Pagan Papers (Google eBook)

Front Cover
J. Lane, 1900 - English essays - 192 pages
0 Reviews
  

What people are saying - Write a review

We haven't found any reviews in the usual places.

Common terms and phrases

Popular passages

Page 99 - What song the Syrens sang, or what name Achilles assumed when he hid himself among women, though puzzling questions, are not beyond all conjecture.
Page 69 - From which ofj.<f>a\6s or hub of the universe he will direct his shining team even to the far Hesperides of Richmond or of Windsor. Both iron road and level highway are shunned by the rural Pan, who chooses rather to foot it along the sheep track on the limitless downs or the thwartleading footpath through copse and spinney, not without pleasant fellowship with feather and fur. Nor does it follow from all this that the god is unsocial. Albeit shy of the company of his more showy brother-deities,...
Page 24 - For, as it is dislocation and detachment from the life of God, that makes things ugly, the poet, who re-attaches things to nature and the Whole, re-attaching even artificial things, and violations of nature, to nature, by a deeper insight, disposes very easily of the most disagreeable facts.
Page 143 - Some for the Glories of This World; and some Sigh for the Prophet's Paradise to come; Ah, take the Cash, and let the Credit go, Nor heed the rumble of a distant Drum! XIV Look to the blowing Rose about us 'Lo, Laughing...
Page 69 - When the pelting storm drives the wayfarers to the sheltering inn, among the little group on 69 bench and settle Pan has been known to appear at times, in homely guise of hedgerand-ditcher or weather-beaten shepherd from the downs. Strange lore and quaint fancy he will then impart, in the musical Wessex or Mercian he has learned to speak so naturally; though it may not be till many a mile...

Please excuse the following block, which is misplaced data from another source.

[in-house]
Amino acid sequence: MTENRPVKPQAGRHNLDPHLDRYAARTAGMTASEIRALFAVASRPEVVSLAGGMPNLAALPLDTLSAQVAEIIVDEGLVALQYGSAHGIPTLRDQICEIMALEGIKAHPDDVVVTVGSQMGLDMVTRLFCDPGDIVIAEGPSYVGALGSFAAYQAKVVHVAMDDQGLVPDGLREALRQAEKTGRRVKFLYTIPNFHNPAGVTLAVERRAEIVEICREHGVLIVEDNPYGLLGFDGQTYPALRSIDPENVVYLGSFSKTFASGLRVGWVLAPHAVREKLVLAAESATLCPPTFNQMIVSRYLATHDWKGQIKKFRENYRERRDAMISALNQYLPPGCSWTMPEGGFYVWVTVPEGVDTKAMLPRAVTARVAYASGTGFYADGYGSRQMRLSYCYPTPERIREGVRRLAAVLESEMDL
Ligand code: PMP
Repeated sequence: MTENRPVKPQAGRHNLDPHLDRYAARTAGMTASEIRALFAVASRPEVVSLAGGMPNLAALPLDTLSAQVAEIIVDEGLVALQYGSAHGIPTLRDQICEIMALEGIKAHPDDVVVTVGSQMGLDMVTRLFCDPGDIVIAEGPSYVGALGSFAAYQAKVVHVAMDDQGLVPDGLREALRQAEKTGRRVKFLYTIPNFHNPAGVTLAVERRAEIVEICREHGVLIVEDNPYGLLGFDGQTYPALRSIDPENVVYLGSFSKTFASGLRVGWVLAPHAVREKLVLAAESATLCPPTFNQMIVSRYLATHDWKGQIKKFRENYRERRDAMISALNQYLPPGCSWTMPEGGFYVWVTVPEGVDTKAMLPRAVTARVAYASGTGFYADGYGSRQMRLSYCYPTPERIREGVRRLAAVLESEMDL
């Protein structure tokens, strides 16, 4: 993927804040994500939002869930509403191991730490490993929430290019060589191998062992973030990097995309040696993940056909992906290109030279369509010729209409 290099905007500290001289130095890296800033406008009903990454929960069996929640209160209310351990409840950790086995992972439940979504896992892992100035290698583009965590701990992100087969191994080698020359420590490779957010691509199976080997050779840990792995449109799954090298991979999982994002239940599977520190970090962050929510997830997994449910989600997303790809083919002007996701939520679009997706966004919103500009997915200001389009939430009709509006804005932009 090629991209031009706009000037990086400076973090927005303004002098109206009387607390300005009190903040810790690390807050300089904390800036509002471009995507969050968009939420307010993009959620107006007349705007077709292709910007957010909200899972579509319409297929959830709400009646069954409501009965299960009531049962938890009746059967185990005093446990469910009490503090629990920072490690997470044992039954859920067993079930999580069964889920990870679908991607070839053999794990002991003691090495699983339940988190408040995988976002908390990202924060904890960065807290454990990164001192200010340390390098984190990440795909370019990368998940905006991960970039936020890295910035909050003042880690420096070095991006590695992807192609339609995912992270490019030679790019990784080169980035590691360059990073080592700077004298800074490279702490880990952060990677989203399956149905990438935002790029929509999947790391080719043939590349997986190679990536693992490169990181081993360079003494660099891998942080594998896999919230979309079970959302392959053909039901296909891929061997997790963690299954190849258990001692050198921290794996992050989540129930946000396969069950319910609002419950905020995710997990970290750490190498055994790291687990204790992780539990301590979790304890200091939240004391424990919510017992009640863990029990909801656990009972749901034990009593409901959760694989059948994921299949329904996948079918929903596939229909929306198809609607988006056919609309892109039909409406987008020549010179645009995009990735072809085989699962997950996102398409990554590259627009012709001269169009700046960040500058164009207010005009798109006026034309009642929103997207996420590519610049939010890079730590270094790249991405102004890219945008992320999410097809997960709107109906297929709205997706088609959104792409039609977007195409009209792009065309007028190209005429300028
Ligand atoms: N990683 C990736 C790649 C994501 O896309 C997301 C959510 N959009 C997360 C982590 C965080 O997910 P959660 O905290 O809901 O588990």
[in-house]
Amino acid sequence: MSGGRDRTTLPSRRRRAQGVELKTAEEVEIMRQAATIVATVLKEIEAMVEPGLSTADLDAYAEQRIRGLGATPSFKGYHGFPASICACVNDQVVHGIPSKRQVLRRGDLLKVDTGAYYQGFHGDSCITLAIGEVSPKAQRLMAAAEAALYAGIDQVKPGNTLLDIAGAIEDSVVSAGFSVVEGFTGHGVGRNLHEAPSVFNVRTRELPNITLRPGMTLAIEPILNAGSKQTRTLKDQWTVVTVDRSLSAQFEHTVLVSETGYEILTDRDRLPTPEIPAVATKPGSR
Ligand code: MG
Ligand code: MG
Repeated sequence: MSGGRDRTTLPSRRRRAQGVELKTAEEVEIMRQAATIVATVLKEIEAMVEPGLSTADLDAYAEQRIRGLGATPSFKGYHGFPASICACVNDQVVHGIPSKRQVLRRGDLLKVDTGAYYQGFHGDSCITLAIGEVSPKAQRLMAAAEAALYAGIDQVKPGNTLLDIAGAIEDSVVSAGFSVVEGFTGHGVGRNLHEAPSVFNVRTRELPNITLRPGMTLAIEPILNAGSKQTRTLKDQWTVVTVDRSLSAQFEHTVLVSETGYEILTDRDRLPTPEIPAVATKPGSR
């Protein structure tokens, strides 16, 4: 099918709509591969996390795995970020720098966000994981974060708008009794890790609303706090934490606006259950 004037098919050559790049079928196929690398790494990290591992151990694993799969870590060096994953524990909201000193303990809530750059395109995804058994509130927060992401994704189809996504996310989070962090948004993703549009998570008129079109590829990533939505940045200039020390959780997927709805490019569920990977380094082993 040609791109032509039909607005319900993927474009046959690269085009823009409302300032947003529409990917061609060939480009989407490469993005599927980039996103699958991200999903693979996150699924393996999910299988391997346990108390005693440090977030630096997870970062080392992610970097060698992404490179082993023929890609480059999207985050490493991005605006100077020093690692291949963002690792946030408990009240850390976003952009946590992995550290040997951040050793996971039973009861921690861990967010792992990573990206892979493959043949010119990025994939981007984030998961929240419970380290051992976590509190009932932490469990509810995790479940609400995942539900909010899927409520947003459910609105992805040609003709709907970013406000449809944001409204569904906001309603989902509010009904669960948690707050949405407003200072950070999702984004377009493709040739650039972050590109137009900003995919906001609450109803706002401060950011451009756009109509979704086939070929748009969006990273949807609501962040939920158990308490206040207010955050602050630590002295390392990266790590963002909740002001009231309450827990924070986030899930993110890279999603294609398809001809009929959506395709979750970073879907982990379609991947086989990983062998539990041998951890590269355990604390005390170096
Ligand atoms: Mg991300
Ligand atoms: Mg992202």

Page 51 - ... of the weir; his are the glories, amber and scarlet and silver, of the sunsethaunted surface. By-and-by the boaters will pass him homeward-bound. All are blistered and sore: his withers are unwrung. Most are too tired and hungry to see the sunset glories ; no corporeal pangs clog his tzsthesis his perceptive faculty.
Page 25 - Readers of poetry see the factoryvillage and the railway, and fancy that the poetry of the landscape is broken up by these; for these works of art are not yet consecrated in their reading; but the poet sees them fall within the great Order not less than the beehive or the spider's geometrical web. Nature adopts them very fast into her vital circles, and the gliding train of cars she loves like her own.
Page 57 - For myself, public libraries possess a special horror, as of lonely wastes and dragon-haunted fens. The stillness and the heavy air, the feeling of restriction and surveillance, the mute presence of these other readers, "all silent and all damned," combine to set up a nervous irritation fatal to quiet study.
Page 49 - Prone on his back on the springy turf, gazing up into the sky, his fleshy integument seems to drop away, and the spirit ranges at will among the tranquil clouds. This way Nirvana nearest lies. Earth no longer obtrudes herself; possibly somewhere a thousand miles. or so below him the thing still "spins...
Page 45 - Philistine hoof, but hovers more or less on the edge of it, where, the sole fixed star amidst whirling constellations, he may watch the mad world "glance, and nod, and hurry by." There are many such centres of contemplation along the West Coast of Scotland. Few places are better loafingground than a pier, with its tranquil "lucid interval...

Bibliographic information